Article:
Oniontown Pastoral: Wearing Marc Snell on Holy Saturday

Oniontown Pastoral:

Wearing Marc Snell on Holy Saturday

March 31, 2018

I’ve never worn a compulsory smile, so I thanked a Starbucks barista a few minutes ago for the perky expression she is no doubt required to sport. “I know looking happy must be tiring,” I said, “but it really matters. I appreciate it.”

You should have seen the young lady’s wide eyes and pearly whites. No kidding, she parted the clouds on this drizzly day before Easter.

I now have in front of me another dear face, one that I have not seen for fifty years and figured never to see again. I often wear a leather bracelet bearing his name:

SP4 MARC E. SNELL

USA 03 SEP 68 SVN

This soldier, who was killed in Vietnam soon after his nineteenth birthday and a month before I turned seven, accompanies my comings and goings—not as a dark cloud, but as a ray of truth.

Marc E. Snell

The Snells lived two doors down from the Colemans for decades, and the memory of standing on our front porch when word came of Marc’s death still has ahold of me. Even at my young age, I felt all the houses across the street tilt to one side. The fair weather turned surreal, as if warmth and normalcy had no business on Wagner Avenue that day.

I ordered Marc’s bracelet a couple years back and wear him to remind me that a person can be doing nothing much, like consuming C Rations, when an explosion changes everything—fade to black.

That was the story I heard. Marc was eating lunch. I’ve always imagined him still sitting alone, leaning against a tree. His Casualty Data Report doesn’t help much:

Start Tour: Tuesday, 07/23/1968

Cas Date: Tuesday, 09/03/1968

Age at Loss: 19

Remains: Body Recovered

Location: Long An, South Vietnam

Type: Hostile, Died

Reason: Artillery, Rocket, Mortar – Ground Casualty

Strange, I can’t bring into focus a single image of the living Marc Snell. What I do recall is paying respects at Duscas Funeral Home with my family.

“Johnny,” Mr. Snell said. “Come up and see my boy.” He took my hand.

I was terrified. Marc died of a head wound—or so I believed. Would I have to look at something ghastly?

Of course, the casket was closed, and Marc’s military portrait—the very one I tracked down on the Internet—sat on top of it.

“Come up and see my boy.” Decades have passed, yet I never again expect to hear an invitation spoken so proudly. His voice was hoarse from unfiltered Pall Malls and devastation. Nineteen year olds have no business dying.

Only now, with Marc’s portrait in front of me, can I tell how much the son took after the father. In the many Septembers since the Snell’s heartbreak, I’ve held a morbid, though loving, question: “Did Mr. and Mrs. Snell have to look at their boy’s body?” The answer, either way, is too much to bear.

I shot hoops as a teenager in the Snell’s driveway and can name each member of the family: Fred (father), Lillian (mother), Marc, Alan, Mary, Earl and Jane.

Earl and I palled around some. We bought gold Stingray bikes with banana seats on the same day from Kmart. The shimmering memory of riding around the neighborhood together bumps into the wretchedness of a boy’s violent end after only forty-eight days in action. Did Marc have enough time to be afraid?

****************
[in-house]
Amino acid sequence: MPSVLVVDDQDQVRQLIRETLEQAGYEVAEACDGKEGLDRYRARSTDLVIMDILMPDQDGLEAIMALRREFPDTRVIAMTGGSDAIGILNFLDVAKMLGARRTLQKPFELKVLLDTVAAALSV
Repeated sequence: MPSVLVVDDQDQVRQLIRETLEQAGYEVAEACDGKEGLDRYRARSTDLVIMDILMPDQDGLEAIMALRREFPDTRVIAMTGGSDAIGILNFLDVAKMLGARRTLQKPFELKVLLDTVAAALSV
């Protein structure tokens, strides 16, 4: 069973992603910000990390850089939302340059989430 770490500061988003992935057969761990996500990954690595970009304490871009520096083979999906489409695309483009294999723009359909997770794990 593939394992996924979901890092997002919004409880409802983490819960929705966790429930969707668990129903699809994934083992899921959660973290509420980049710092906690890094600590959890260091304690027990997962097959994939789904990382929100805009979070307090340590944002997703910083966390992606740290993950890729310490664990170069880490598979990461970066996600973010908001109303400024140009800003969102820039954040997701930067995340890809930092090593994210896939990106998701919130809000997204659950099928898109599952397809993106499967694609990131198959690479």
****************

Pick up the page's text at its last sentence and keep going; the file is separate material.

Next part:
Tomorrow is Easter Sunday, when “alleluias” will ring out from Christian churches everywhere, including St. John’s Lutheran in Oniontown. You can bet I’ll be wearing Marc’s bracelet. No celebration of mine will leave Marc out in the cold. Inspired by his father’s WWII service, Marc voluntarily enlisted.

Alleluias at St. John’s Lutheran Church

Understand, I’m not gloomy. If you hear a person laughing like a buffoon in public, even-money it’s me, and I make friendly eye contact with strangers, at the risk of being called “creepy.”

The thing is, my joy doesn’t ignore artillery. In the here and now, tombs are overflowing. Marc Snell is in the ground. So, by the way, are his parents and mine.

If I forget Gethsemane and Golgotha, Easter’s “alleluia” is nothing but smoke.

So what have I got to smile about? I believe in wide eyes and pearly whites. I believe that every kid killed in Long An and every other province of Vietnam has been recovered, indeed, once and for all.

I believe that the clouds will part tomorrow morning.

Sunny in Oniontown

 

 

 

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The Counterintuitive Truth About Violence: The Day After Dallas

The Counterintuitive Truth About Violence: The Day After Dallas

Begin with speculation: Why do mass murderers often finish their missions by committing suicide, either by cop or their own hand? Various sources suggest self-loathing, hopelessness, a weird attempt at revenge, and a refusal to endure the consequences of their actions.

All of those reasons make sense, more or less, but this morning, riding out the dismay of yet another mass shooting, another explanation occurred to me.

After you kill people, you are in great measure dead already. Suicide is the end punctuation of the truth.

This basic idea—the violence you do to others returns home to you—is hardly new, but it is so unpalatable, abstract, and counterintuitive that we reject it, if we acknowledge it at all.